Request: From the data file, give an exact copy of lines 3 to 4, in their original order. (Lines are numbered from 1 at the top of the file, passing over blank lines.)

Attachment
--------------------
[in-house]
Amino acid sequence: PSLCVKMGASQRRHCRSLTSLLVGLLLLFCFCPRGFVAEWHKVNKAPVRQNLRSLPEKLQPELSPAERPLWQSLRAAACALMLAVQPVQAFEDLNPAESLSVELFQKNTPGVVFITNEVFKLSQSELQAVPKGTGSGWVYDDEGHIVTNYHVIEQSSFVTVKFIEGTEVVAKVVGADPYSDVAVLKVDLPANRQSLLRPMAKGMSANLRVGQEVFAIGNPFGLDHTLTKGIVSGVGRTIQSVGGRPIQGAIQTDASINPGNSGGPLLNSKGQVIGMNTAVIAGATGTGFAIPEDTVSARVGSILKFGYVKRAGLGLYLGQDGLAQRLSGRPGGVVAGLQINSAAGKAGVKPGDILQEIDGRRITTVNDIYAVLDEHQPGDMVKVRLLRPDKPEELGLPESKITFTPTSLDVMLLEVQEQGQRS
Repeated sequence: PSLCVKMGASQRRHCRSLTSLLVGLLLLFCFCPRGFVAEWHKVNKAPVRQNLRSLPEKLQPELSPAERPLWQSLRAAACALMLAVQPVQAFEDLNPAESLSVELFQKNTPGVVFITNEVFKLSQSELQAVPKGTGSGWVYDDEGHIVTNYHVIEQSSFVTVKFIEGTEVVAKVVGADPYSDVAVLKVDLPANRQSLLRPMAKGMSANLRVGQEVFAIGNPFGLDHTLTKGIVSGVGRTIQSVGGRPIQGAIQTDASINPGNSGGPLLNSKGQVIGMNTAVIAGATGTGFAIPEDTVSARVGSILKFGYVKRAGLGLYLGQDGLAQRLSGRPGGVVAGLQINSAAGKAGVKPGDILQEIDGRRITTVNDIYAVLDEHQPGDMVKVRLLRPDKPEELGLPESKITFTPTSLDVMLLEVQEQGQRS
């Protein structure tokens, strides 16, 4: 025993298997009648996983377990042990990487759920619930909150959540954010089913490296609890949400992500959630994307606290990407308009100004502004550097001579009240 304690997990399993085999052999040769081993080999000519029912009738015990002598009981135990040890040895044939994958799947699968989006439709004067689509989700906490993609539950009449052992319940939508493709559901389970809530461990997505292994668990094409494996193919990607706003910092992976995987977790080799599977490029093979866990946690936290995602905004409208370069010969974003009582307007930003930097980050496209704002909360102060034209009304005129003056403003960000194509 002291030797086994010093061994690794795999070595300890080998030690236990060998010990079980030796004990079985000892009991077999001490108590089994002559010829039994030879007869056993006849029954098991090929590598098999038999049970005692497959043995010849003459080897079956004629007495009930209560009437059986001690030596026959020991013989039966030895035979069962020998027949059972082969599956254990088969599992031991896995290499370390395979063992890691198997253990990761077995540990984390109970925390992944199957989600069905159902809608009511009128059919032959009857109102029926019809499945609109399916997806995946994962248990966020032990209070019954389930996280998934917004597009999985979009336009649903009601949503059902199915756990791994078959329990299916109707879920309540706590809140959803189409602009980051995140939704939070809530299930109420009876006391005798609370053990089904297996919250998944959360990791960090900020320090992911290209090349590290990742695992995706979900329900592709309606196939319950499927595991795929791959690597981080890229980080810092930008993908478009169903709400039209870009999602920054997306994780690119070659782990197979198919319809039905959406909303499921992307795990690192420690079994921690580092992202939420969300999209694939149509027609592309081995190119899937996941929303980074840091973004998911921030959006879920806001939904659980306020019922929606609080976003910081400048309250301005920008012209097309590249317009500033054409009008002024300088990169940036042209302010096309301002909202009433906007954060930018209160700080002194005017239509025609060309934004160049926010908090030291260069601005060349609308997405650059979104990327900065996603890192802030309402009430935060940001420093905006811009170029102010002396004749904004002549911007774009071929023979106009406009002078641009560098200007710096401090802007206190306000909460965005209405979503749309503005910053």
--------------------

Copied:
Repeated sequence: PSLCVKMGASQRRHCRSLTSLLVGLLLLFCFCPRGFVAEWHKVNKAPVRQNLRSLPEKLQPELSPAERPLWQSLRAAACALMLAVQPVQAFEDLNPAESLSVELFQKNTPGVVFITNEVFKLSQSELQAVPKGTGSGWVYDDEGHIVTNYHVIEQSSFVTVKFIEGTEVVAKVVGADPYSDVAVLKVDLPANRQSLLRPMAKGMSANLRVGQEVFAIGNPFGLDHTLTKGIVSGVGRTIQSVGGRPIQGAIQTDASINPGNSGGPLLNSKGQVIGMNTAVIAGATGTGFAIPEDTVSARVGSILKFGYVKRAGLGLYLGQDGLAQRLSGRPGGVVAGLQINSAAGKAGVKPGDILQEIDGRRITTVNDIYAVLDEHQPGDMVKVRLLRPDKPEELGLPESKITFTPTSLDVMLLEVQEQGQRS
């Protein structure tokens, strides 16, 4: 025993298997009648996983377990042990990487759920619930909150959540954010089913490296609890949400992500959630994307606290990407308009100004502004550097001579009240 304690997990399993085999052999040769081993080999000519029912009738015990002598009981135990040890040895044939994958799947699968989006439709004067689509989700906490993609539950009449052992319940939508493709559901389970809530461990997505292994668990094409494996193919990607706003910092992976995987977790080799599977490029093979866990946690936290995602905004409208370069010969974003009582307007930003930097980050496209704002909360102060034209009304005129003056403003960000194509 002291030797086994010093061994690794795999070595300890080998030690236990060998010990079980030796004990079985000892009991077999001490108590089994002559010829039994030879007869056993006849029954098991090929590598098999038999049970005692497959043995010849003459080897079956004629007495009930209560009437059986001690030596026959020991013989039966030895035979069962020998027949059972082969599956254990088969599992031991896995290499370390395979063992890691198997253990990761077995540990984390109970925390992944199957989600069905159902809608009511009128059919032959009857109102029926019809499945609109399916997806995946994962248990966020032990209070019954389930996280998934917004597009999985979009336009649903009601949503059902199915756990791994078959329990299916109707879920309540706590809140959803189409602009980051995140939704939070809530299930109420009876006391005798609370053990089904297996919250998944959360990791960090900020320090992911290209090349590290990742695992995706979900329900592709309606196939319950499927595991795929791959690597981080890229980080810092930008993908478009169903709400039209870009999602920054997306994780690119070659782990197979198919319809039905959406909303499921992307795990690192420690079994921690580092992202939420969300999209694939149509027609592309081995190119899937996941929303980074840091973004998911921030959006879920806001939904659980306020019922929606609080976003910081400048309250301005920008012209097309590249317009500033054409009008002024300088990169940036042209302010096309301002909202009433906007954060930018209160700080002194005017239509025609060309934004160049926010908090030291260069601005060349609308997405650059979104990327900065996603890192802030309402009430935060940001420093905006811009170029102010002396004749904004002549911007774009071929023979106009406009002078641009560098200007710096401090802007206190306000909460965005209405979503749309503005910053």